Even for those patients with widespread disease, improved surgical
procedures and protocols are boosting survival rates. “The best chance
to be cured of lung cancer is if it can be removed surgically,” says
Keck School clinical surgeon Jeffrey Hagen. “Improvements in recent
years have significantly increased the number of patients we can
Most significantly, chemotherapy and radiation treatments before
surgery are increasing the number of patients who can benefit from an
“Sometimes because the tumor was too close to something near the lung,
or because it had possibly invaded something near the lung, or maybe
because it was just too widespread, patients were told they could not
have surgery,” Hagen says. “Whereas in the past, patients with stage
III-A lung cancer would not have been considered operable, routinely
now they are given chemotherapy and radiation and that shrinks the
tumors enough that we can operate.”
Hagen stresses that the multidisciplinary approach is extremely
important in lung cancer surgery. “Some people evaluated elsewhere are
still told they can’t be operated on,” he says. “But here, lo and
behold, thanks to interactions with oncologists, we end up operating on
Despite all the improvements in treatment, imaging and surgery, lung
cancer still lacks what experts in the field consider the most
important tool: some kind of diagnostic test that will help detect the
disease in its earliest, most curable form. And a screen that can
distinguish between different types of lung cancers to help clinicians
choose the best treatment option.
Laird-Offringa is convinced that the answer is going to come from DNA
methylation, a normal bodily function that plays a role in the
regulation of genes. All cells have a full complement of genes, but the
genes a liver cell needs to do its work vary wildly from those a brain
cell needs. Methylation is one way cells lock genes they don’t need, so
the ones they do need can kick in.
“Sometimes the system goes wrong. Methylation locks the genes that
control cell growth, so the cells may grow unabated and become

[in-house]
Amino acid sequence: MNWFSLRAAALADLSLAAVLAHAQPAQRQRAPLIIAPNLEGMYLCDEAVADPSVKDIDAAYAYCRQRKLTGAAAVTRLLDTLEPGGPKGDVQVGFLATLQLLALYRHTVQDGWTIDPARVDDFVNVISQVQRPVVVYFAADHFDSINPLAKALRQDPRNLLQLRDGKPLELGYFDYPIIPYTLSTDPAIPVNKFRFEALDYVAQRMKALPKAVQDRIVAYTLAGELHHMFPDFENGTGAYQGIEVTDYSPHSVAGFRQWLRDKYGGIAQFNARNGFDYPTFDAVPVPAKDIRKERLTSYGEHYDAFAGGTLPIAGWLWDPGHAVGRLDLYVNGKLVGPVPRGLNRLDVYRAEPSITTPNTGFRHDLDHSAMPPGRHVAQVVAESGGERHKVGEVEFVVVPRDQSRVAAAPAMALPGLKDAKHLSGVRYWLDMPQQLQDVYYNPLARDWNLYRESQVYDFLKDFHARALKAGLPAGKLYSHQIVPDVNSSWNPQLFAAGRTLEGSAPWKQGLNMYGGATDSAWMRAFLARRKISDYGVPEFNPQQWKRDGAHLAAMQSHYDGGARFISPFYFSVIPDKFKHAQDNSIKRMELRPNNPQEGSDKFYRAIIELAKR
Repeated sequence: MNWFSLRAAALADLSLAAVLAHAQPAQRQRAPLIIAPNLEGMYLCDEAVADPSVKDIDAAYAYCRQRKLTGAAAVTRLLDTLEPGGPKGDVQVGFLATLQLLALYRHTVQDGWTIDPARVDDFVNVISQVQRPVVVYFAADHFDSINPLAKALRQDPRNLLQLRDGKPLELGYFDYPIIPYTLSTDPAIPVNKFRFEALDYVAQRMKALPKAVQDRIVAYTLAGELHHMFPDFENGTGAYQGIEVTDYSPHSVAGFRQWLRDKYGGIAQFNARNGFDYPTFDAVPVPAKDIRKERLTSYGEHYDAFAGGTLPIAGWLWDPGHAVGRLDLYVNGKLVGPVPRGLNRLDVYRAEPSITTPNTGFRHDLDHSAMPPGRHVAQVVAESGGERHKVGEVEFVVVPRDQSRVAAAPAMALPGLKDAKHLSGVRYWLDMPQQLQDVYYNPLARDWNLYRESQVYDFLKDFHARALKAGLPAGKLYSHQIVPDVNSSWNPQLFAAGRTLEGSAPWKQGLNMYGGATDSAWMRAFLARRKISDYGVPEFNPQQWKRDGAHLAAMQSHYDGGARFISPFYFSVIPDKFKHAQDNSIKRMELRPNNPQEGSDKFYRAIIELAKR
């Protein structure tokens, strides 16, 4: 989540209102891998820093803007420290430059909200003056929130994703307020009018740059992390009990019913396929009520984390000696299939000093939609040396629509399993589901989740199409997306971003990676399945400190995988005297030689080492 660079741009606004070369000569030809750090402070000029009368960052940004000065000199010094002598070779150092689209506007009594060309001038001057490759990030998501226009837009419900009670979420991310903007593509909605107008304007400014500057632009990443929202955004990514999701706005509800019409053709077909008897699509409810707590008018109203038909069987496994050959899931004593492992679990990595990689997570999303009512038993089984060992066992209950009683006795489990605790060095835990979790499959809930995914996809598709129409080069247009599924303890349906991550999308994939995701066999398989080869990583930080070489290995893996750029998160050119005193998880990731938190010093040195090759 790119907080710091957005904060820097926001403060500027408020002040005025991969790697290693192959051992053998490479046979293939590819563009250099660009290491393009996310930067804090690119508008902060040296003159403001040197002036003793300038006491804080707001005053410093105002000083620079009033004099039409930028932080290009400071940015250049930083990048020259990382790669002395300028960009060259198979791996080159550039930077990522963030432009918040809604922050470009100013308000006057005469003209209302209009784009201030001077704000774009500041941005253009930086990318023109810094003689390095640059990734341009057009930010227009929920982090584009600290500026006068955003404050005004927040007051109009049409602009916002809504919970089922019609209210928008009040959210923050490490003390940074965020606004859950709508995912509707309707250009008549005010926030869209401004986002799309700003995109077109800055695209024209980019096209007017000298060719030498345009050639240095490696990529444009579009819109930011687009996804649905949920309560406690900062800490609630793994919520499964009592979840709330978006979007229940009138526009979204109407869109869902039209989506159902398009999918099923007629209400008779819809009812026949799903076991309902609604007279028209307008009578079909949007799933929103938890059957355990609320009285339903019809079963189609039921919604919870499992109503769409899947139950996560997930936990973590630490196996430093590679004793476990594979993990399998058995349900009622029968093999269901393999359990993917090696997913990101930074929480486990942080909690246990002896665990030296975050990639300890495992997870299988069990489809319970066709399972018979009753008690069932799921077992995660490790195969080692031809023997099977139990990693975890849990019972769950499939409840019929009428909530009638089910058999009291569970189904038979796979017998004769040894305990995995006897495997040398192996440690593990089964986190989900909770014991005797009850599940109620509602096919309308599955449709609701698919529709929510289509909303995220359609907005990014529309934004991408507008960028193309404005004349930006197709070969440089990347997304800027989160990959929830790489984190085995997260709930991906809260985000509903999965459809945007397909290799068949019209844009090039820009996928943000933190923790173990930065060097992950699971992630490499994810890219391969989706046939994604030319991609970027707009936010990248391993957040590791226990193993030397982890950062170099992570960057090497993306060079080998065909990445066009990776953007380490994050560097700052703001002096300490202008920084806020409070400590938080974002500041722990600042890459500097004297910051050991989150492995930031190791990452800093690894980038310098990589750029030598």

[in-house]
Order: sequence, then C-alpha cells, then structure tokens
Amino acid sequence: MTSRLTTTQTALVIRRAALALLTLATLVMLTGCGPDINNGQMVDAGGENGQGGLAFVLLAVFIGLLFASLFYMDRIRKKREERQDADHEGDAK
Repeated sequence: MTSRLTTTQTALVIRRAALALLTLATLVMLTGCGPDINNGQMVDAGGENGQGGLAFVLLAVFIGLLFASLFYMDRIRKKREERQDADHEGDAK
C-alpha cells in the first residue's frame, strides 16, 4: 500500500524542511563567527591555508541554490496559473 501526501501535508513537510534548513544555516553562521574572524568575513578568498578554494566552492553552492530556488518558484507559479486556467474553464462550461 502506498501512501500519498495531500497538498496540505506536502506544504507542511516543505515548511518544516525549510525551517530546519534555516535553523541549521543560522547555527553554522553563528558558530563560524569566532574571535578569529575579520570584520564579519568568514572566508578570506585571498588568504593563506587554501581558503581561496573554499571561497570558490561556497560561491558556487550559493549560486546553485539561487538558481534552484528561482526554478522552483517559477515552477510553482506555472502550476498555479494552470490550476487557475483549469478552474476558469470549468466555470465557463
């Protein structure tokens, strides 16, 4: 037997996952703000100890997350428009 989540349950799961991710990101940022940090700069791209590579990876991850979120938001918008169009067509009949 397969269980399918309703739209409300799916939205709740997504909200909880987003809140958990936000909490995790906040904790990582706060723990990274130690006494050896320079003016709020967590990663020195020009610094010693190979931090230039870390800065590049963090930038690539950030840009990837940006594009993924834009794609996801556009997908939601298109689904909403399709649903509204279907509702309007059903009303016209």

cancerous,” Laird-Offringa explains.
Finding methylation sites in genes linked to cancer is a daunting task,
but researchers have some important clues. For example, the command for
turning genes on and off is found at the front of the genes. This is
exactly the part that can become methylated in cancer.
“So even though genes are hundreds of kilobases long, we can look at
the beginning of the genes, at the methylation profiles, and see if we
can distinguish between different types of cancer,” she says. “It’s
like a red Post-It note at the beginning, letting us know which genes
Laird-Offringa compared methylation profiles from lung adenocarcinoma,
a common form of lung cancer, with profiles from mesothelioma, the rare
asbestos-related cancer that struck Mark Blinoff.
“The study showed that it is possible to use methylation profiles to
distinguish between different types of cancer,” Laird-Offringa says.
“That’s a big step.”
The search now turns to how well the markers appear in easy-to-access
fluids, such as sputum and even blood. It may be another five to 10
years before such diagnostic tests are available. Again, it comes down
to money and attention – both of which have been in short supply.
“There’s still room for improvement in every aspect of lung cancer,
from screening to surgical techniques to better treatments for
metastatic cancer,” Gitlitz says. “There are still very important
questions to be answered for treatments before or after surgery.”
Thankfully, she adds, researchers are attacking the disease from all sides.
“We aren’t yet at the same point as, say, breast or colon cancer, where
there are genetic markers and more developed therapies,” Gitlitz says.
“But we need to be. Soon. Because this is a global killer.”
New research brings hope to patients like Cordelia S. Crane. The
70-year-old Rolling Hills Estates, Calif., woman was surprised last
spring when a visit to the emergency room for pneumonia turned up
evidence of pseudomesothelioma, a very rare form of cancer that appears
in the pleura, the tissue surrounding the lungs. A non-smoker, Crane
traveled to the Mayo Clinic in Rochester, Minn., to confirm the
“It was mind-boggling,” she recalls. “You get cancer just by having lungs.”
Although many doctors were discouraging about her prognosis, Crane came
to USC/Norris because “a friend had been cured of her cancer there.”
Gitlitz believed her cancer might respond to a new medication under
investigation at the Norris.
It did. The thickening of Crane’s pleura has decreased dramatically, and she’s upbeat about the future.
“In my research I found that for every kind of cancer, there’s somebody who has been cured,” she says.
“I thought, ‘Well, that’s all I need to know.’ Certainly new research will help every one of us.”
Monika Guttman is a freelance medical writer. Her last article, “Cancer’s Crystal Ball,” appeared in the Summer 2002 issue.